Her First Day in America
Monkoki rolls up the apartment blinds and sunlight rushes into the square studio apartment, forming bright rectangular patterns on the beige carpet. Although she is still lethargic from last night’s long flight from Botswana, Monkoki feels somewhat refreshed, anticipatory really, to wake up bathed in the newness that waking up in a foreign city creates. This new city is, after all, in the United States of America, a country where prosperity is rumored to rain down on hungry immigrants like a dream. Monkoki muses on Kitsano’s stories of Real America and wonders about losses endured in pursuit of the American Dream. For comfort, she presses her nose to the warm coffee mug that she is holding in her right hand. Through the tall window, she looks high at the blue and blithe sky and begins to blinks too fast: she left Botswana without telling most of her relatives, fearing that they would pull down her airplane from the sky with jealous medicinal herbs – how else should they react to talk of golden-paved streets of America when they themselves are stuck to the dusty streets of Mahalapye?
But as she now stands at this too-tall American window, with her nose pressed against the mouth of the coffee mug, Monkoki feels a sharp longing for the same jealous relatives: Uncle Barobi whose sonorous voice is incapable of whispering particularly after a few fingers of scotch; Cousin Raymond who is always jumping from one prosperity-preaching Pentecostal church to the next in search of “matrimonial miracle,” Cousin David who is divorced and has been not-so-secretly having sex with Cousin Raymond; Uncle Dikgopiso whose dutiful wife, Mma Betty, always treated Monkoki like her own daughter; Grandmother Mma Gabanthate whose deeply sunken eyes always told the story of bitterness living as a woman in Botswana.
Monkoki wipes a tear and takes a sip of her coffee which has now become too cool. She presses her nose to the window gauze and, for comfort, hums a Tswana hymn she learnt from Mma Betty as a child.
As she hums, it strikes her that the wind in Anaheim is too warm, too unclean and it smells of old rust. It is that clumsy grit which leads Monkoki to conclude that Anaheim, although in California, must be far from Hollywood where the wind must surely be cool and dreamy. Below, on Ball Road, blue dumpsters sit randomly along the street, their wide mouths foul and agape with bags of assorted rubbish, usable furniture and usable television sets. The minty but skunk-like smell of marijuana seems to permeate the entire street, brazenly. Pudgy teenage boys of Latino extraction swagger up and down the street dressed in oversized grey tracksuit pants and tight white vests, screaming unintelligible sounds into their cellphones. A homeless man is beating his tiny dog –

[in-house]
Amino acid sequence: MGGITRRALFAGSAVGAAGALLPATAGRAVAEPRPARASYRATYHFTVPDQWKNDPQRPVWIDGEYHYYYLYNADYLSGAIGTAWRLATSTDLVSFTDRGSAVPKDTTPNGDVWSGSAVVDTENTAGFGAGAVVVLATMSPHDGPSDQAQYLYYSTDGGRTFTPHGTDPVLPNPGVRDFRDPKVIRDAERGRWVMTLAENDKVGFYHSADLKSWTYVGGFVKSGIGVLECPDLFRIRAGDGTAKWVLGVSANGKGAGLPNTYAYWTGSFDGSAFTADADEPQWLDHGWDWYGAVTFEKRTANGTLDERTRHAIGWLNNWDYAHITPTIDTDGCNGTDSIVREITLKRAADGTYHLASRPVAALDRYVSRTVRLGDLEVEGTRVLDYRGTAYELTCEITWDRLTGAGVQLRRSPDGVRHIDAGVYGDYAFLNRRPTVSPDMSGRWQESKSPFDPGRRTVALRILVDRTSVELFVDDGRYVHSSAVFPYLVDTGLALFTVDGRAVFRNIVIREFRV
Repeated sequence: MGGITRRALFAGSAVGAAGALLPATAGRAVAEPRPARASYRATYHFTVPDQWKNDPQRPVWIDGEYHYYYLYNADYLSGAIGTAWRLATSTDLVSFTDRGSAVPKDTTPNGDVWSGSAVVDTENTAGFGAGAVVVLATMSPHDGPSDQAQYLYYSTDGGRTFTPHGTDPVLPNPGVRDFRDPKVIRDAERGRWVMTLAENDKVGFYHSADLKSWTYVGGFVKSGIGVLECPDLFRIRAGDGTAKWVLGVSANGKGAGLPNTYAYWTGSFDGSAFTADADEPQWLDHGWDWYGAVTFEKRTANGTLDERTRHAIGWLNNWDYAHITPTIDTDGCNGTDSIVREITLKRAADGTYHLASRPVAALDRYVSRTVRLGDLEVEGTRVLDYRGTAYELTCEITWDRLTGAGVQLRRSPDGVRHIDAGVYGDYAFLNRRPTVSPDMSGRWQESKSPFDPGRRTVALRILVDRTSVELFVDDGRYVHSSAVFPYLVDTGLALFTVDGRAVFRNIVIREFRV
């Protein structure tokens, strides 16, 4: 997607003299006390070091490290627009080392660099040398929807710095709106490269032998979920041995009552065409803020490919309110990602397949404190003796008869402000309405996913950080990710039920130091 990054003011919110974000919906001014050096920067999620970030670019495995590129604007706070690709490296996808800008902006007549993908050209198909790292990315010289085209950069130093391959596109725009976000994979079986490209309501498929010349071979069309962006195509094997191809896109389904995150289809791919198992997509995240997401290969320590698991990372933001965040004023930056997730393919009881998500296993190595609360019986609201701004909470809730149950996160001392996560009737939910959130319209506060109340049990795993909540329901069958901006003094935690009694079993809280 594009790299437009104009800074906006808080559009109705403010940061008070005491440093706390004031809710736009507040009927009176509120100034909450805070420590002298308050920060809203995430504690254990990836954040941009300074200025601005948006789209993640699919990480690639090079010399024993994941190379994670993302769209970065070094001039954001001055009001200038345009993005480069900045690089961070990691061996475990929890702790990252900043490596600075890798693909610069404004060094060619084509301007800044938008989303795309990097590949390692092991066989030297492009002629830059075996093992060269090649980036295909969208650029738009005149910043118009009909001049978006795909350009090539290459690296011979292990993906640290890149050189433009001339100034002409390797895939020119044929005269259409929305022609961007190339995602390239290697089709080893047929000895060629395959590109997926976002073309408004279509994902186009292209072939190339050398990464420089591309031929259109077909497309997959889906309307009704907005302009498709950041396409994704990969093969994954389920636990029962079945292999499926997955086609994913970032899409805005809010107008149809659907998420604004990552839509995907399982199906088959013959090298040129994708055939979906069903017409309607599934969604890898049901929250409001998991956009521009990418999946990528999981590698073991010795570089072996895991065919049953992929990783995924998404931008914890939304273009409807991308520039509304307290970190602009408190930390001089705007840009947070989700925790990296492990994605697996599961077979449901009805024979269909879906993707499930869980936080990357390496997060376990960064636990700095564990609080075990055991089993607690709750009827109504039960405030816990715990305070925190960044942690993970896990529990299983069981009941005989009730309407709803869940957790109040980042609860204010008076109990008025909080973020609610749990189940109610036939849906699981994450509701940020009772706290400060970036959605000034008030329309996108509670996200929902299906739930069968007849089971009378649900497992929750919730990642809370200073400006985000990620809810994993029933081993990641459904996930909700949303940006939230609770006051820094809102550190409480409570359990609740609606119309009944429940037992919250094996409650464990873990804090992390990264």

“Good morning, ratu.,” Kitsano whispers and turns in the bed to face her. His eyes are still half-closed. As he smiles, his perfect set of white teeth is revealed behind beautiful, thick and dark lips.
“Morning. O robetse sente?” Monkoki asks as she turns away from the window and sits on the bed next to him.
Even after five years of seeing each other, Monkoki’s elegant beauty still sometimes surprises Kitsano. Kitsano always tells his American friends that unlike the rest of the world, Monkoki does not wake up looking uglily startled. Rather, like this morning, she wakes up already looking like a mermaid.
He looks up at her and smiles, “Very well. And you, how did you sleep?”
“Sente, very well,” Monkoki rubs Kitsano’s forehead. “Are you going to show me the town today, Kits?”
“Yes, ratu. I thought that since it is your first day in the US we might do something American like walk down to Disneyland. It is only ten minutes away, you know.”
Monkoki silently returns to the window, realizing with a tightness in her chest that she is indeed in the US. She says too loudly, “For such hot weather I wonder why these boys wear heavy tracksuit pants. I mean, vests I can understand but as for – ”
Kitsano lapses into rapturous laughter. His chest heaves up and down as he laughs lying on the bed face-up, like a baby. Finally he catches his breath: “Dang it, ratu, I have not heard those words in such a long time. Here they call them sweatpants. And the vests are called wife-beaters.”
“Gatwe wife-beater?” Monkoki stares out of the window, and points at the boys as though she is talking to them: “How American to reduce a real word to a cheap popular phrase!”
Kitsano laughs again, a robust open-mouthed laughter that almost sounds like a series of hiccups: a Motswana man’s laughter. He emerges out of bed and stands there topless, laughing. His pajama pants are bulging with a mild morning erection which, to her amusement, seems to intensify with his laughter. She laughs at Kitsano’s laughter-triggered erection. He, unaware of his own erection, laughs at her use of Botswana English. In those peals of laughter she hears only his laughter because hearing Kitsano’s very Motswana laughter echo throughout the tiny American apartment assuages Monkoki’s anxieties like a firm hand to a sore muscle. She finishes her coffee and allows the coffee mug to hang from her hand and hover over the window sill.